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Totoro's rants

Eels at the Royal Theatre in Copenhagen

Music Posted on Sat, March 01, 2008 00:46:17

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The picture is from one minute before the ‘movie’ begins, the BBC documentary ‘Parallel Worlds, Parallel Lives’.

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Introspective is the first word that pops up in my mind after the concert.

About 15 minutes before the ‘official’ start of the concert an hour long BBC documentary Parallel Worlds, Parallel Lives is shown. The documentary is about E’s journey to learn more (or actually to get to know something about) his father Mark Everett the ‘inventor’ of the Many Worlds theory – an opposing theory (partly) to the Copenhagen theorem proposed by among others Niels Bohr. After a disastreous journey to Copenhagen in 1959 , where his father, in youthful ignorance and arrogance, expected the world (and Niels Bohr) to fall over and support his theory, but was basically ignored. The result of this is his leaving the science world and entering the world of military science and later establishing a private enterprise. A few years before his death (of a heart attack at the age of 51, probably due to too much drinking and smoking (E should take a hint, although he did NOT smoke during the concert or drink for that matter)) he was started to getting acknowledgement as both Science Fiction writers and Hollywood jumped on his theory, also it was the age of the stoned physicists – which also helped. One of the last scenes in the documentary shows E listening to some of his fathers old tapes where he (and we) can hear E (at a tender age) drumming madly away on his drums in the background. If one arrived late and did not see this documentary one lost a bit of the concert as this was a part of the whole experience.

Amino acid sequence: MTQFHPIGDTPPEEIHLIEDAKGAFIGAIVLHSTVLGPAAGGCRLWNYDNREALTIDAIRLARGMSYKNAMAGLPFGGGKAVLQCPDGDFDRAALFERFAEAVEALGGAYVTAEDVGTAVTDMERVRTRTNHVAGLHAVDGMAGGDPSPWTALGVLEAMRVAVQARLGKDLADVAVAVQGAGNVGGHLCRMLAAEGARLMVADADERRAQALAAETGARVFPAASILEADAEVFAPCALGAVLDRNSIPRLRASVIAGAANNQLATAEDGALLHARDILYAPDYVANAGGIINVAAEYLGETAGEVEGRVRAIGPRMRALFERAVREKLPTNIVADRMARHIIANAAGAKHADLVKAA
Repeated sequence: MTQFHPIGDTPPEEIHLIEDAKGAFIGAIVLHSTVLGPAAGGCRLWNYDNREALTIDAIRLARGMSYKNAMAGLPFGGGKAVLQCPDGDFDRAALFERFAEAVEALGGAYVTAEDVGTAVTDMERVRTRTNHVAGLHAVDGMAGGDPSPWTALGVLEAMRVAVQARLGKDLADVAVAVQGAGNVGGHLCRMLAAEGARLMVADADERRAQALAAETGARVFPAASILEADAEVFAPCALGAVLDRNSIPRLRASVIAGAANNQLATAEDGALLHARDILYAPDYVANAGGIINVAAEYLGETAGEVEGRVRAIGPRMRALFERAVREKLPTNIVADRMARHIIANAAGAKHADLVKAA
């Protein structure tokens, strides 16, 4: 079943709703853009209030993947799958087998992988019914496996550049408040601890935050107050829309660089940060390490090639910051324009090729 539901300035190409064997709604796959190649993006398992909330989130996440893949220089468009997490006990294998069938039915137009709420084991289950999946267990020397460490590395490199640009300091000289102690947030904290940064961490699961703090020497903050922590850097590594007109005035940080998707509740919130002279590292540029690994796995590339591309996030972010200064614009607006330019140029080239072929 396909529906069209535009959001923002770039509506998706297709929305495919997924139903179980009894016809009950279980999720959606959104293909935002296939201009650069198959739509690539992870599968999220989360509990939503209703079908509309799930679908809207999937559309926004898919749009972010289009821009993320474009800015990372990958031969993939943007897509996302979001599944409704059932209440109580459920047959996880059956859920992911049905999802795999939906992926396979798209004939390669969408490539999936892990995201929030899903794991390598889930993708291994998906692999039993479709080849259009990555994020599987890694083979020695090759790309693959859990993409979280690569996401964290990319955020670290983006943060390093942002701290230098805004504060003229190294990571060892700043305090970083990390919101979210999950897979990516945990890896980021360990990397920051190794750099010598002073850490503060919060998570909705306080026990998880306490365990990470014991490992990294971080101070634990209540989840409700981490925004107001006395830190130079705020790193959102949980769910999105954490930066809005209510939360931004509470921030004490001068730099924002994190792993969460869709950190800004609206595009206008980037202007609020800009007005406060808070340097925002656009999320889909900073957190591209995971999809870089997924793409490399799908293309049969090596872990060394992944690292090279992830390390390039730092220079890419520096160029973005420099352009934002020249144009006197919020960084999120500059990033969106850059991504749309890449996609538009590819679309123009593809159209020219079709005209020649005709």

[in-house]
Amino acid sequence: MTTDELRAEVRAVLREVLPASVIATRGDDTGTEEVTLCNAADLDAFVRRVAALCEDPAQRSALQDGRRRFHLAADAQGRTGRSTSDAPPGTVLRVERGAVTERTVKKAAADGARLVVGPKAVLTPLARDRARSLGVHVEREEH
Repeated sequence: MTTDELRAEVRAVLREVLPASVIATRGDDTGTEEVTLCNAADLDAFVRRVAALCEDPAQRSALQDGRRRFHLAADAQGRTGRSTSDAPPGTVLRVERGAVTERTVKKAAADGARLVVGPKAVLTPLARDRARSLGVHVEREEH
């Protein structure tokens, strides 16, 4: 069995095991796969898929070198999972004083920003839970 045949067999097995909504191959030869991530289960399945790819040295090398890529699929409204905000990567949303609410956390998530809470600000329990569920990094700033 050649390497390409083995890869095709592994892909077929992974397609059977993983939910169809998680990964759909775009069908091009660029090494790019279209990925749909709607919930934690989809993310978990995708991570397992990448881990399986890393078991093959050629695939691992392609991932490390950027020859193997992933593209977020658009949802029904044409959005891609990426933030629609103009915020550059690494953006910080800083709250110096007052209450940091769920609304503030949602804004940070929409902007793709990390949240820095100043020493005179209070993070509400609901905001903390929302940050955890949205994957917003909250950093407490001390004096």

The opening and closing (excluding the obligatory extra numbers) of the concert, with a god-like (or farther-like) voice ‘introducing’ and ‘ending’ the concert, had the air of a conceptual concert.

E (or Mark Oliver Everett) had only brought The Chet, so during the
concert, except for as far as I remember 2 numbers where E performed
alone, they were only 2 musicians on stage. E doing vocals, guitars,
piano and drums, and The Chet doing guitars, a saw, vocals and drums. In contrast to his last concert in Vega (Store Vega) in 2005 where he had the standard rock setup and had also included 2 string musicians. ‘The Chet’, also performed at that concert although he was only known as Chet then.

With only 2 musicians on stage the focus on the lyrics of the songs became so much stronger. The music was, obviously, more minimalistic versions of his songs, not that they neccessarily were so much different as Eels songs in general are relatively minimalistic.

The climax of the concert was, in my opinion, the song Flyswatter, where E started on piano, The Chet on drums. At some point E walks over and without missing a beat replaced The Chet on drums (who then walked over and continued on piano), thereby linking to the end of the documentary (and E really played like an angry young boy with some serious issues, as quoted by my accomplice in attending the concert).

All in all it was a very different concert from the previous in 2005, but in some ways much better as it was a much more personal work by the Eels. But to be honest one probably had to be a fan to appreciate this concert, it was not one for the casual listener and the casual music journalist. If you were interesteed or are already into Es at times introspective musical universe where he is dealing with rather personal issues then this was a concert for you. On the other hand, if you are just a casual hit listener then hopefully you skipped on the concert or maybe you were that single clueless guy who was yelling ‘music’ several times during the concert (initially I thought it was part of the ‘show’, but I don’t think so in retrospect).